EU airlines warn of chaos amid Covid-19 certificates

Photo: EPA

Groups representing EU largest airports and airlines warned in formal letters to the European Commission that the system of Covid-19 certificates will sparkle chaos in air traveling. The digital certificates are due to take effect from 1 July. However the airports and airlines warn that the extra bureaucracy will result in hours waiting and long queues in the peak of the tourist season.

Airports group ACI and airlines representative bodies A4E, IATA and ERA warned in the open letter to EU national leaders of a "worrying patchwork of approaches" across the continent, Reuters reported. "As passenger traffic increases in the coming weeks, the risk of chaos at European Airports is real," the letter read.

The digital certificates are designed to show, via QR codes, whether passengers are fully vaccinated, have immunity due to recent recovery from Covid-19 or have had a negative test. They are designed to be used for travel throughout the EU from 1 July, but would require extra checks and the right equipment to read the codes. The letter said the only way to avoid huge queues and delays during the peak summer season was to implement a system whereby both the vaccination certificate and passenger locator forms are processed remotely before the passenger arrives at the airport. Checks must only take place in the country of departure and not on arrival and national governments should manage the health data and provide equipment to check the QR codes. "A high level of fragmentation and differences in the implementation of the DCC as well as continued duplication of document checks in several states is alarming," the letter said. ACI Europe Director General Olivier Jankovec, one of the signatories, said his airport members were "getting very concerned". "Coping with this increase is going to be an unprecedented challenge"," he said. The amount of verification still being done manually at airports was making him "very, very nervous," he added.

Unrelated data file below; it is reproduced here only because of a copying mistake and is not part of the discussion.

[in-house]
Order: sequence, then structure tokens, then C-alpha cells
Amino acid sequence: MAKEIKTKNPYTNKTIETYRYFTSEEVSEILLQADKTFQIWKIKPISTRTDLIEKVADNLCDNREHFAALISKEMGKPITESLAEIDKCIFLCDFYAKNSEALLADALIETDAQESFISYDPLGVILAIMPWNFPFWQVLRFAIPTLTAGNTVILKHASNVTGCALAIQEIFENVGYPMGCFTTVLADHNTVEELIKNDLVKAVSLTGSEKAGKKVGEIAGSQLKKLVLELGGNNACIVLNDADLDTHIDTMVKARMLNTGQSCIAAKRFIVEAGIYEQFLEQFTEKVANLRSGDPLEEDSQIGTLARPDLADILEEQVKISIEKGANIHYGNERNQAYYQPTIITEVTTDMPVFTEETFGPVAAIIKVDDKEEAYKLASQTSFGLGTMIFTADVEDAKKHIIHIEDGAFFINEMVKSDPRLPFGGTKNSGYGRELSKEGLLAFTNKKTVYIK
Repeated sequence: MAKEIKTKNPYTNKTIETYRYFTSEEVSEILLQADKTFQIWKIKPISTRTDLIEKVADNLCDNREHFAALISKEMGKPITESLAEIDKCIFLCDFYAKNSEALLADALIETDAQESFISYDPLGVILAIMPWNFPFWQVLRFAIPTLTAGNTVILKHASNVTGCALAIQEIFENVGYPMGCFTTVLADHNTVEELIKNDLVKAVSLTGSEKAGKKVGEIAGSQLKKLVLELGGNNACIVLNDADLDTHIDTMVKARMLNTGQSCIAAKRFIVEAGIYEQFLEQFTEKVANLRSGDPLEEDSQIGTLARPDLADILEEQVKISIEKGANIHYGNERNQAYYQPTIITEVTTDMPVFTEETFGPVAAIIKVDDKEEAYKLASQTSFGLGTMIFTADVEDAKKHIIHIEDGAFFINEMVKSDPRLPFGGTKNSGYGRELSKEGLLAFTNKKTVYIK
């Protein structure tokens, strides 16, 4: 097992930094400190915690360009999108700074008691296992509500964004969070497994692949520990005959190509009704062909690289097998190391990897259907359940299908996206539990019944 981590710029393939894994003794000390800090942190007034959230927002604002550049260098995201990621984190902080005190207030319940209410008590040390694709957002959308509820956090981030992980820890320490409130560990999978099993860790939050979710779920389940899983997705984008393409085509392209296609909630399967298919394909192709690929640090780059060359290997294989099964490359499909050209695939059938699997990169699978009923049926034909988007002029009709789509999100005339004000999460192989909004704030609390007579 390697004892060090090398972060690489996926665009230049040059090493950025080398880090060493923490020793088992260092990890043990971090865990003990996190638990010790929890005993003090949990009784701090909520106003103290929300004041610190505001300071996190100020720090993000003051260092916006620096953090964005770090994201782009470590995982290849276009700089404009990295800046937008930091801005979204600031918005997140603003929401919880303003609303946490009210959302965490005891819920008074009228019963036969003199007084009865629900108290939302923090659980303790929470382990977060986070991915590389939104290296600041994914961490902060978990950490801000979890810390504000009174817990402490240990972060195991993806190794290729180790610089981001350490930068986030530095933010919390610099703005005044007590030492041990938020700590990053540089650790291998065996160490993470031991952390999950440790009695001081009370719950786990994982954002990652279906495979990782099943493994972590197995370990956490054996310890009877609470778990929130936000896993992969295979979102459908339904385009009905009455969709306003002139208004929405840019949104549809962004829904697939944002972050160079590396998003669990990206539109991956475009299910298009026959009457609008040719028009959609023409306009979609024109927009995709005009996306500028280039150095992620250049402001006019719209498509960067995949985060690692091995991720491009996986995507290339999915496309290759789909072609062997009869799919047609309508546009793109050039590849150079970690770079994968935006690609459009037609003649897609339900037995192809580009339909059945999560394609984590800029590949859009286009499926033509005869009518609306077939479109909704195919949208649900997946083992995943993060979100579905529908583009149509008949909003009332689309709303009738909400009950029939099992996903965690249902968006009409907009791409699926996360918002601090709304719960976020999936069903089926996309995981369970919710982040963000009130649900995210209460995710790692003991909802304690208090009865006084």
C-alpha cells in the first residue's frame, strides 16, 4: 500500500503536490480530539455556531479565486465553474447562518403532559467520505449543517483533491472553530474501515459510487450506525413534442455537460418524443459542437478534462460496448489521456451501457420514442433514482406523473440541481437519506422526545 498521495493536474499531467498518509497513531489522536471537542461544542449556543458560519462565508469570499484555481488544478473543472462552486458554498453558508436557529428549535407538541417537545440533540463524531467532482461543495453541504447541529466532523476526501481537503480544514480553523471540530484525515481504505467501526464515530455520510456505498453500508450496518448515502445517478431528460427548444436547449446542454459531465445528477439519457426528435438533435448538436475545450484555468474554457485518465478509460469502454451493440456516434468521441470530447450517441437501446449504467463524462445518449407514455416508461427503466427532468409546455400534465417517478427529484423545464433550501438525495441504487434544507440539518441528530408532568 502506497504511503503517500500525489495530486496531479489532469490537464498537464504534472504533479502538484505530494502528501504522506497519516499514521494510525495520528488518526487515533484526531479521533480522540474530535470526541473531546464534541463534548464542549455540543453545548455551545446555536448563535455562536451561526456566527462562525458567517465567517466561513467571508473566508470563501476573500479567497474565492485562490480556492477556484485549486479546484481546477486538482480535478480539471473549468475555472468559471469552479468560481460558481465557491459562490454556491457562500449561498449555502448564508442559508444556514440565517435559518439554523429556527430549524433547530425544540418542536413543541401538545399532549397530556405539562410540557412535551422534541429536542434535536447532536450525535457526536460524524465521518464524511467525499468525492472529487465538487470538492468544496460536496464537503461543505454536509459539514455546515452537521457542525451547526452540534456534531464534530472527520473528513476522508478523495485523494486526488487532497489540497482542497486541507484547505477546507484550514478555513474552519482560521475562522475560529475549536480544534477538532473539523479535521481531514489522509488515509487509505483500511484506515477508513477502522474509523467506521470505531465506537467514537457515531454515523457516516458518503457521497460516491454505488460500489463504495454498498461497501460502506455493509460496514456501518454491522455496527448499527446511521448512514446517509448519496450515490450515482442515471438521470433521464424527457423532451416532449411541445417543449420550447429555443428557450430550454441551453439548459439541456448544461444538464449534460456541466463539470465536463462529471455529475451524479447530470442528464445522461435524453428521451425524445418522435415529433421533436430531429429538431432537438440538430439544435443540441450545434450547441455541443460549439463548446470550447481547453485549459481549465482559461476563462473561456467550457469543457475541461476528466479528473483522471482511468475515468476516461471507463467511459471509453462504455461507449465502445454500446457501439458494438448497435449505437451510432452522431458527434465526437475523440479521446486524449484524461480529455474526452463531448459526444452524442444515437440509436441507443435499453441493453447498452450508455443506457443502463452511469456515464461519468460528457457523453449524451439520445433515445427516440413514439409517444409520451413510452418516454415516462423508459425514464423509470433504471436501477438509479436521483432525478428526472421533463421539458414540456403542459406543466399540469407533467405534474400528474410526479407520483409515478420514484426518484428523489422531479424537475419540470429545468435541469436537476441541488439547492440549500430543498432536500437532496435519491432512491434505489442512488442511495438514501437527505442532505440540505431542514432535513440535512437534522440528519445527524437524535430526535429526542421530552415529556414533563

The amount of time navigating airports during a journey has doubled to 3 hours from 1-1/2 hours before the pandemic, said IATA's European Vice President Rafael Schvartzman, another signatory. If no changes were made and capacity returned to pre-Covid-19 levels, that could theoretically increase to an unacceptable five or even eight hours, he said.

The European Commission issued guidance for Member States that echoed some of the concerns, noting that 10 different combinations of checks were being planned by various countries. This risks leading to "unnecessary duplication of measures and as a consequence to queues and crowding at airports."

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